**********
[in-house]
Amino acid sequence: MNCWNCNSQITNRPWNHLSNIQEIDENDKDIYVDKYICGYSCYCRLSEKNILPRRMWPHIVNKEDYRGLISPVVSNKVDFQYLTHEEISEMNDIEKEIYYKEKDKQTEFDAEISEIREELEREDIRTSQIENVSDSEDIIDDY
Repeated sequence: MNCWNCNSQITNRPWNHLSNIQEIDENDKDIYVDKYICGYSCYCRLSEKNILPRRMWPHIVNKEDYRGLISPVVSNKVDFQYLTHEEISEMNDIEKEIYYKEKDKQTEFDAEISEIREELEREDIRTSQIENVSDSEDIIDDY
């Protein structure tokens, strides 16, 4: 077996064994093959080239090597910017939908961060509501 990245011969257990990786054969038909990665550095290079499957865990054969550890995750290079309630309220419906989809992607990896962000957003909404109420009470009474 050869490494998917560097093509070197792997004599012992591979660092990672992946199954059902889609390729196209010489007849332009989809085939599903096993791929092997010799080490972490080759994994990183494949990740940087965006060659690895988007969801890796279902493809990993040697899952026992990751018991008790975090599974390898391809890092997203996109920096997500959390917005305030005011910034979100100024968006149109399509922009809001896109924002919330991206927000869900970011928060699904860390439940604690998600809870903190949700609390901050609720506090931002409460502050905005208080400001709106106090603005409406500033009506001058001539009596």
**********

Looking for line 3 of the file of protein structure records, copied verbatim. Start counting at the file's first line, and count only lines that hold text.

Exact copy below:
Repeated sequence: MNCWNCNSQITNRPWNHLSNIQEIDENDKDIYVDKYICGYSCYCRLSEKNILPRRMWPHIVNKEDYRGLISPVVSNKVDFQYLTHEEISEMNDIEKEIYYKEKDKQTEFDAEISEIREELEREDIRTSQIENVSDSEDIIDDY